Podcast (COMING SOON)!
Bugs and pests are common in many college dorms. Recently rumors
of scabies and bedbugs in Spragins Hall began popping up in
students' day-to-day conversations. According to LuAnn Baker,
Director of Health and Wellness, a few cases of scabies came to
her attention just after Service Day.
occurs when microscopic mites, Sarcoptes scabiei, burrow
under the skin to lay their eggs. These invaders trigger the
body's immune response, often causing as a very itchy rash. The
cases reported at Lyon are of the first type of scabies:
classified as normal and easily treated with a prescription
cream. The second type, referred to as “crusted” scabies, is
more difficult to treat and has yet to appear on campus.
having mites burrowing under your skin may be ‘creepy’ to some,
Baker urged students not to panic. Treatment basically starves
the mites for a few days, says Baker. In addition to seeing a
doctor and applying the proper medication, Baker emphasized that
all clothes and bed sheets of a scabies patient must be washed
in hot water to get rid of the mites. Lyon's dorm washing
machines are capable of doing the job.
also confirmed that bed bugs have appeared in Spragins.
little devils. I think of them as mosquitoes without wings,
[since they feed on blood]” said Baker.
World War II, DDT was used to annihilate bed bugs. However, with
the 1972 ban of this chemical, bed bugs are back.
“It's becoming a
bigger and bigger problem, especially in cities,” said Baker.
One reason for the
resurgence is frequent travel that increases customer turnover
in hostels and hotel rooms. The bugs often hitch a ride on
luggage, so Baker suggests placing luggage up and off of the
floor when students travel and when they return to their dorm
bugs love hiding in various nooks and crannies of a room: behind
light switches, under carpets, and, of course, under mattresses
and box springs. Even if you haven't actually seen bed bugs in
your room, they do leave telling evidence. According to Baker,
bed bugs often bite in a straight line, leaving a row of red
bumps on the skin. Bed bugs also leave pepper-like excrement on
fabrics, such as bed sheets.
you can't treat bed bugs with a simple trip to the doctor, Lyon
does have a contact for pest control that sent a visiting bed
bug specialist last year to campus. According to Baker, the
specialist taught maintenance exactly how to get rid of bed
only scabies and bed bugs have appeared in a few isolated cases,
Baker notes that communal living can cause both of these to
“Come to see me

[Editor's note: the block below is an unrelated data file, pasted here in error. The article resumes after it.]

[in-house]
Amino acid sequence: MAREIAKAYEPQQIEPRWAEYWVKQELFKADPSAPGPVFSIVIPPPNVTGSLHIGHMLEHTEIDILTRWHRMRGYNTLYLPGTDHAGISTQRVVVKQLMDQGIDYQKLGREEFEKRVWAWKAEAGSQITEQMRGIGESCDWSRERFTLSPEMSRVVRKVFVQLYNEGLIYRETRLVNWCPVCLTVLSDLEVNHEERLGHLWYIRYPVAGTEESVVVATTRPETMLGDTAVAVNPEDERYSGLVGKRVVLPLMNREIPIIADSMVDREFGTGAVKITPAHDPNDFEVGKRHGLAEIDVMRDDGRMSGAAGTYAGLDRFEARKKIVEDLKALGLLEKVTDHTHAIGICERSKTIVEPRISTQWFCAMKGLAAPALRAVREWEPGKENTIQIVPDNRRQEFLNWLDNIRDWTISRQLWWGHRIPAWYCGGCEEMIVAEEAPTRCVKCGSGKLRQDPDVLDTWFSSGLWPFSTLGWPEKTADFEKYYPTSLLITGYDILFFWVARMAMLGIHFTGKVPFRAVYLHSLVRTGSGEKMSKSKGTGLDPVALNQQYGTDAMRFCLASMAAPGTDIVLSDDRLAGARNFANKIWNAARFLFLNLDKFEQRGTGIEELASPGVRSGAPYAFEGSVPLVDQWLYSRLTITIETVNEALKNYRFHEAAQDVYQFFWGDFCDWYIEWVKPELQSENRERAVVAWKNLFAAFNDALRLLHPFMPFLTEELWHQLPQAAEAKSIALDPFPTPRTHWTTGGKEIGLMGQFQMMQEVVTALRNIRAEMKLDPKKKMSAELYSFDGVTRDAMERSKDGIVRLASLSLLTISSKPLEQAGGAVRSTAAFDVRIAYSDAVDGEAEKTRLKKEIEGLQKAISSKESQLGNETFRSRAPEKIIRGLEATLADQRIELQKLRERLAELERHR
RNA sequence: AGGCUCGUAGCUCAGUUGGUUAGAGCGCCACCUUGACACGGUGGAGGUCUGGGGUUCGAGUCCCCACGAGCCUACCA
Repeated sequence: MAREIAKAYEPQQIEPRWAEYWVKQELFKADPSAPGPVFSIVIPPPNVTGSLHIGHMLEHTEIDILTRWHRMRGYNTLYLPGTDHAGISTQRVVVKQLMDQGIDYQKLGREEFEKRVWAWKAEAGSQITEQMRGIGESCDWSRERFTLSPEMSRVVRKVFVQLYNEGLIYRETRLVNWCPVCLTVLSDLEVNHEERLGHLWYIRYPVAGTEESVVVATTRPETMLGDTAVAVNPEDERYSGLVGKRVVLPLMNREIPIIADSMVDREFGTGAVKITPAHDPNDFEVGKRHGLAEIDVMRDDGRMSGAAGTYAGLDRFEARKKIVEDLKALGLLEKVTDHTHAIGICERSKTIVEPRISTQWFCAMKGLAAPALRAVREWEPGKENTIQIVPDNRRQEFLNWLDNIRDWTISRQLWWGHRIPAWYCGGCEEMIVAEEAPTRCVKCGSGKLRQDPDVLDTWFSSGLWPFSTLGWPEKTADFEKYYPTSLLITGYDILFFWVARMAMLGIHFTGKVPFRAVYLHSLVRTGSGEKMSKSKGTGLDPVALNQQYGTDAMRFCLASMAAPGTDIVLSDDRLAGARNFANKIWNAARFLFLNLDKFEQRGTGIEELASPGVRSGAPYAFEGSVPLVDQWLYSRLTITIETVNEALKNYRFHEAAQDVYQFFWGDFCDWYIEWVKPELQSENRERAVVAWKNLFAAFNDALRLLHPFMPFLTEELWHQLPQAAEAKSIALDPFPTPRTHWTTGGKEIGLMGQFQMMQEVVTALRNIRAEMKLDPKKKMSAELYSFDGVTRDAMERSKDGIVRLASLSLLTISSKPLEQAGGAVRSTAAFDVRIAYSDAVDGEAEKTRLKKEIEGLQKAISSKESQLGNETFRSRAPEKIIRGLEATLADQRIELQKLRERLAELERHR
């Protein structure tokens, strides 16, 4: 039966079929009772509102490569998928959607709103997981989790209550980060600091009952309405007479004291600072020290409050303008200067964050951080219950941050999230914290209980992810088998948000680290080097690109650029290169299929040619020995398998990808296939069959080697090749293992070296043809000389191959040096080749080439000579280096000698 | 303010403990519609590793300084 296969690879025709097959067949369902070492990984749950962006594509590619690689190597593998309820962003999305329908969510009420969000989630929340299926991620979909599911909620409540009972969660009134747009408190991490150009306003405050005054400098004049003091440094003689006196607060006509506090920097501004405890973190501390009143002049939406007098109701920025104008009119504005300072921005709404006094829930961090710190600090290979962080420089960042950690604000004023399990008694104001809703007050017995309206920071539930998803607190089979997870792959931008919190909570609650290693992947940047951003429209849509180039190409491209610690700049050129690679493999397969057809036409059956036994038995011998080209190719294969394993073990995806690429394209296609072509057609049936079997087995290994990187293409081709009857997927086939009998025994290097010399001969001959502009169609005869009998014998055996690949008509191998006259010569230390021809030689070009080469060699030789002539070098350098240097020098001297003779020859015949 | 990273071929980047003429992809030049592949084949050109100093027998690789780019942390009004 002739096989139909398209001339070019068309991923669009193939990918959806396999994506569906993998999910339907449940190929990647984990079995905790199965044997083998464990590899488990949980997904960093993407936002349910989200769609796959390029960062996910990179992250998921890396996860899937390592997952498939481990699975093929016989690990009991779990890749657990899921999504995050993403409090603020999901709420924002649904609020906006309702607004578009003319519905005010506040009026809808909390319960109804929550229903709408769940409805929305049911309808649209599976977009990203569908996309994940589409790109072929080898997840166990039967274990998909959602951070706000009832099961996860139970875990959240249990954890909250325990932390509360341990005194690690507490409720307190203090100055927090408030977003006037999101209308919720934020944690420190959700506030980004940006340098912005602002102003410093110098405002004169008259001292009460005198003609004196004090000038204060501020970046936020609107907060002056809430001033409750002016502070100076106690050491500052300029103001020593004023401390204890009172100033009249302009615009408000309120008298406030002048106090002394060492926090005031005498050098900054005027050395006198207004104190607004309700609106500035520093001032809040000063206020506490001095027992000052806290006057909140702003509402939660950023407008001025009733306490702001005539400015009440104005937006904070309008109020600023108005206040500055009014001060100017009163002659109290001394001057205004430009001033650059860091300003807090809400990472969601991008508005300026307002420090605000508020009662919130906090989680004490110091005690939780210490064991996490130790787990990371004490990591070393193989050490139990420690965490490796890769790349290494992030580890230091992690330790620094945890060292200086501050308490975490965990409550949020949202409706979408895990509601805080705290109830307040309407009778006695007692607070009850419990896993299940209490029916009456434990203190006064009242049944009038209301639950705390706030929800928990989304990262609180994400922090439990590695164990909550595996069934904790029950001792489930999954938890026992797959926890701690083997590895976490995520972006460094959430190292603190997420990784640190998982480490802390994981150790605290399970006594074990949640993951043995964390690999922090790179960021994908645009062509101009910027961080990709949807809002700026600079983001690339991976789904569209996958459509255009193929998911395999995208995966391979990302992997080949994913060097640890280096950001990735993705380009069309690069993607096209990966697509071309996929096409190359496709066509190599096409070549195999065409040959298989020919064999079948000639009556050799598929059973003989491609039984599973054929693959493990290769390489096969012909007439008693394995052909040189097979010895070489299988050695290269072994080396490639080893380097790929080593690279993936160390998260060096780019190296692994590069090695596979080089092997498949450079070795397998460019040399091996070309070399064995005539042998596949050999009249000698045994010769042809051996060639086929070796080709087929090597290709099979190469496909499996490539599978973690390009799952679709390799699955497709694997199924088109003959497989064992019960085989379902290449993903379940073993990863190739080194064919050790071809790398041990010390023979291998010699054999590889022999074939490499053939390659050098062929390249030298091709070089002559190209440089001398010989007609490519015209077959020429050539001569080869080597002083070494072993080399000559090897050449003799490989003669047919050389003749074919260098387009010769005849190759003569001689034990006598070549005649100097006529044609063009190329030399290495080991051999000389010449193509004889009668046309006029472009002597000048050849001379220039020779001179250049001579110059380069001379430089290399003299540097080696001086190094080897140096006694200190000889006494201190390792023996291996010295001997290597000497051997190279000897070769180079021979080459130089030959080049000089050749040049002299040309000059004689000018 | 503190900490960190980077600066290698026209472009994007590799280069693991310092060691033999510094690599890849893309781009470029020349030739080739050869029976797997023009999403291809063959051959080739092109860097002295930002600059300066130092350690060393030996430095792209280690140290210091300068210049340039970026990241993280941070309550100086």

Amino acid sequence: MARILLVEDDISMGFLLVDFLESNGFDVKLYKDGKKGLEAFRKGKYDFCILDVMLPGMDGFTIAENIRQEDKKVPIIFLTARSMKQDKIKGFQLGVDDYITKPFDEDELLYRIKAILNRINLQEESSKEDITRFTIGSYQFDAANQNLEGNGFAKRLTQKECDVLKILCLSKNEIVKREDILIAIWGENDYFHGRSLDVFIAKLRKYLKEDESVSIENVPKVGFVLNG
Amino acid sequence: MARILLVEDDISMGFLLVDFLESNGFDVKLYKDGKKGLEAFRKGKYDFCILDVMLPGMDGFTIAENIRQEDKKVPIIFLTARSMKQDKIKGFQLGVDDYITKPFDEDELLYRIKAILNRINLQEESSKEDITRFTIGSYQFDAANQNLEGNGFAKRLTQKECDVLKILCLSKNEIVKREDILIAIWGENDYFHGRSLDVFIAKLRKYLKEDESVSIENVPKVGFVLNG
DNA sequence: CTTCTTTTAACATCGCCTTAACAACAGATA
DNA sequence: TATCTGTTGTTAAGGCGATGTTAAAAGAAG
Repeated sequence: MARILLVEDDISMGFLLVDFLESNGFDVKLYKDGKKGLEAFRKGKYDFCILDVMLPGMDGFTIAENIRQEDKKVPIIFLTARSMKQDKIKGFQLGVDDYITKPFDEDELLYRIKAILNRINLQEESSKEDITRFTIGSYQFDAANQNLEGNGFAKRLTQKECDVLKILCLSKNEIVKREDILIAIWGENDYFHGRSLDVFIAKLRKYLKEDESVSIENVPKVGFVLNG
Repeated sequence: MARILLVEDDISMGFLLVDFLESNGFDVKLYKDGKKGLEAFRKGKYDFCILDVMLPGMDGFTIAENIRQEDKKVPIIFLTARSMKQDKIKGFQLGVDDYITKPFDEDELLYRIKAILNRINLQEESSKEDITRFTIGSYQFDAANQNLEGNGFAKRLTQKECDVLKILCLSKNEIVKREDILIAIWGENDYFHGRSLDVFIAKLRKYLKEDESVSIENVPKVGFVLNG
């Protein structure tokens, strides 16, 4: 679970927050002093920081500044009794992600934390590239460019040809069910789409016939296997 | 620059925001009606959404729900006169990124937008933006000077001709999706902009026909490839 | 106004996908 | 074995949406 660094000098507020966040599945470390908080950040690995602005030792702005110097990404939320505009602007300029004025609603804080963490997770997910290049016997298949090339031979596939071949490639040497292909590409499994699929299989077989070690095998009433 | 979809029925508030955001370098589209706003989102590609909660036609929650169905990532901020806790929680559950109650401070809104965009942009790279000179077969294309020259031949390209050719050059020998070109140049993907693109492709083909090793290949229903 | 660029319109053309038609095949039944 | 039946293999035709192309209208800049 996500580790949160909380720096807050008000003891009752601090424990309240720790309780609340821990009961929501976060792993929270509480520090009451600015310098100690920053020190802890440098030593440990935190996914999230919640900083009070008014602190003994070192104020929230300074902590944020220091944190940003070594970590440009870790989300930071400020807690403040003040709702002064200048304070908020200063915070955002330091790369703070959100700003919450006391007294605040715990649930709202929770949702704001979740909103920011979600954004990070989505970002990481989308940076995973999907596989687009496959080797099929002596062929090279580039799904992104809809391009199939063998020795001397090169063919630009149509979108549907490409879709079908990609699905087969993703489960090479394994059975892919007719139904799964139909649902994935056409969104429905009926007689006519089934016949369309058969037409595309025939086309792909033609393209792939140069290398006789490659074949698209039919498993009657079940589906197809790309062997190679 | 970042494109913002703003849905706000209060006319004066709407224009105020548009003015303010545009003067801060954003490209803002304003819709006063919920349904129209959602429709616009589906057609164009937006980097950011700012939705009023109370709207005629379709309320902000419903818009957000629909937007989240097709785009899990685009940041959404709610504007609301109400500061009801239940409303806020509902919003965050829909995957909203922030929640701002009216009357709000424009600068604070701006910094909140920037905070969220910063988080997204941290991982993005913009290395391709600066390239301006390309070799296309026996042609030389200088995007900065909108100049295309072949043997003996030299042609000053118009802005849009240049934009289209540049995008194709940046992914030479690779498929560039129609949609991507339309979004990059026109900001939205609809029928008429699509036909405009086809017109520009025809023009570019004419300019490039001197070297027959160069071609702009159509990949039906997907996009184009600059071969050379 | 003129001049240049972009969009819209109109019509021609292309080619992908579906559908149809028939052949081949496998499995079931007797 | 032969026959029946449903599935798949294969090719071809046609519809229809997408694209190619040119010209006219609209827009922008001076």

first,” Baker asks students.
As the school
nurse, she makes appointments for students to visit doctors and,
in the case of bed bugs, alerts the proper authorities to take
care of such problems. Also, she is compiling a no-nonsense
list of what to do in case of the these specific problems.
information about scabies and bed bugs, LuAnn Baker recommends
A Tribute to the Lyon
By Ashley Bruno
Pets are an essential part of many families. When
students leave for Lyon College, they must leave behind their
own beloved animals in order to pursue their education. Students
living on campus may have only fish as pets, as stated in the
Fish are fine and dandy, but they lack the interaction of
Students recently became excited with the appearance
of two stray dogs on campus. Students gave these two dogs
various names, but among the most common were Skeletor and
He-Man, from the popular cartoon “He-Man and the Master of the
Universe.” Many students were seen feeding and playing with
They stayed on the campus for almost three weeks
before being taken to the Humane Society of Independence County.
Kim Hinds-Brush, Director of Resident Life, stated that she
received calls from people concerned not only for the health of
students but also for the well-being of the dogs. People were
feeding the dogs, but no one was responsible for bathing them or
getting them the proper shots. Beyond this, the Student
Handbook also states that “the feeding of stray animals is...
prohibited” for on-campus residents (p. 64). Also, someone
alerted Independence County Animal Control. Had Animal Control
taken the dogs, they might have been euthanized. Thankfully,
the Humane Society was able to accept them.
“I loved the dogs, too; I even had treats for